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US unemployment rate slips, but job creation slows

Rick Bowmer / AP

Job seekers standing line during the Career Expo job fair, in Portland, Ore. Employers pulled back sharply on hiring last month, a reminder that the U.S. economy may not be growing fast enough to sustain robust job growth.

The nation's unemployment rate dipped slightly in March, but the economy's job-creating engine slowed, raising concerns about the strength of the recovery.

The Labor Department reported Friday that the economy generated 120,000 jobs last March, well below the 203,000 expected and breaking a streak of robust job reports since the beginning of the year. The unemployment rate fell to 8.2 percent from 8.3 percent in February.

A fourth successive month of healthy employment gains would have helped President Barack Obama who faces re-election in November. 
Even though job growth has been more than 200,000 per month since December and the unemployment rate has fallen from 9.1 percent in August, it remains a little above the level when Obama took office.

"It is clear to every American that there will still be ups and downs along the way and that we've got a lot more work to do," Obama said at a White House event Friday.

Obama's most likely Republican opponent now, Mitt Romney, had a slightly different take on the data “This is a weak and very troubling jobs report that shows the employment market remains stagnant," he said in a statement on his campaign's website.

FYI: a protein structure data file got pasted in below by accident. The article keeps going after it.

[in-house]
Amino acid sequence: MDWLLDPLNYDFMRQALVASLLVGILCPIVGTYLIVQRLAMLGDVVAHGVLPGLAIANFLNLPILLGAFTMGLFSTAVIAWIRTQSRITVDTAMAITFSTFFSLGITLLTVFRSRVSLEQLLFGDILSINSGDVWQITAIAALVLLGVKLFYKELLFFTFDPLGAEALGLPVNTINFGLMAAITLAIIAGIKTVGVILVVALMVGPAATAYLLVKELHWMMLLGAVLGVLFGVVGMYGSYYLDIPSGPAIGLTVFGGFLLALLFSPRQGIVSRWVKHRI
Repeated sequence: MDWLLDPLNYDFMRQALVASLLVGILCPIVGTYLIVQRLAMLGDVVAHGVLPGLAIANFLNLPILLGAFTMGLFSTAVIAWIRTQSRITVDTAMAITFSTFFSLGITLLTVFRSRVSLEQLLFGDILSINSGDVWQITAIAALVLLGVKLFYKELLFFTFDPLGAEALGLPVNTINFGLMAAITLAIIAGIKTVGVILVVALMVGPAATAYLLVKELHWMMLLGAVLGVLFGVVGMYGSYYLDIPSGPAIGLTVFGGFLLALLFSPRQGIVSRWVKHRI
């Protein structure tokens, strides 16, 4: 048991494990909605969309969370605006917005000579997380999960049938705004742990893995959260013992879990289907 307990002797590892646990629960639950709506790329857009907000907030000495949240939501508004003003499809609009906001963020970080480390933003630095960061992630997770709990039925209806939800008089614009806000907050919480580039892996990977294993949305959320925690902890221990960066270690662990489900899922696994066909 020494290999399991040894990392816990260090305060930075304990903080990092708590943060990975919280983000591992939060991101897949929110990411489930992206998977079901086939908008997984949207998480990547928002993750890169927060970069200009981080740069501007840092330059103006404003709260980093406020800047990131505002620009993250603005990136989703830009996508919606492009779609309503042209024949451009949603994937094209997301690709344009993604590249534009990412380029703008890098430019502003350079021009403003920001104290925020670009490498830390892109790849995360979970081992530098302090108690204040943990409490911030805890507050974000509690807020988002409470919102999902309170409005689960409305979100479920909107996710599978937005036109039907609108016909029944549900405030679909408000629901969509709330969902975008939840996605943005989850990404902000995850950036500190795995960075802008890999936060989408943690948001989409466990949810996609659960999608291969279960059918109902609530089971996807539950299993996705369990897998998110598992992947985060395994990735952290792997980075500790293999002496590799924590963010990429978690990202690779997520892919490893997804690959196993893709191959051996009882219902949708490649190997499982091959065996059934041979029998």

The economy has lost about 5.3 million jobs since the start of the 2007-09 recession. At the recent pace of growth, those jobs will not be recouped before early 2014.

The painfully slow recovery in the labor market is a concern for Federal Reserve Chairman Ben Bernanke who is keeping open the option of further monetary policy support for the economy if the unemployment rate remains stubbornly high.

The weak employment growth last month likely reflected the fading boost from unseasonably warm winter weather. The payrolls count for January and February was revised to show just 4,000 more jobs created than previously reported.

"Overall, it is disappointing if you think that the economy was strongly picking up. Probably January and February overstated the labor market growth, while March understated it. I think that numbers will be better in the coming months," economist Nigel Gault of IHS Global Insight told Reuters.  

The drop in the unemployment rate, to the lowest level since January 2009, reflected a drop in the labor force. The separate household survey, from which the jobless rate is derived also showed a drop in employment.

The private sector added 121,000 new positions in March, while government employment edged down 1,000.

Manufacturing enjoyed another month of strong job gains, with factories adding 37,000 new positions, helped by carmakers trying to meet pent-up demand for motor vehicles. Factory jobs increased by 31,000 in February.

Construction hiring fell 7,000, the second straight monthly decline. In the huge service sector, gains were in healthcare, professional and business services categories. Temporary help fell 7,500 after rising 54,900 in February.

Despite the weak employment gains last month, average hourly earnings rose 5 cents.

The workweek dipped to 34.5 hours from 34.6 hours in February.

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Jobless rate's drop creates conundrum for economists

Reuters contributed to this report.

The Daily Rundown's Chuck Todd is joined by Moody's Mark Zandi to share their analysis of the low number of jobs added during March.

The unemployment rate drops to 8.2 percent after the March unemployment report showed US employers added 120,000 jobs for the month. A CNBC panel discusses the data.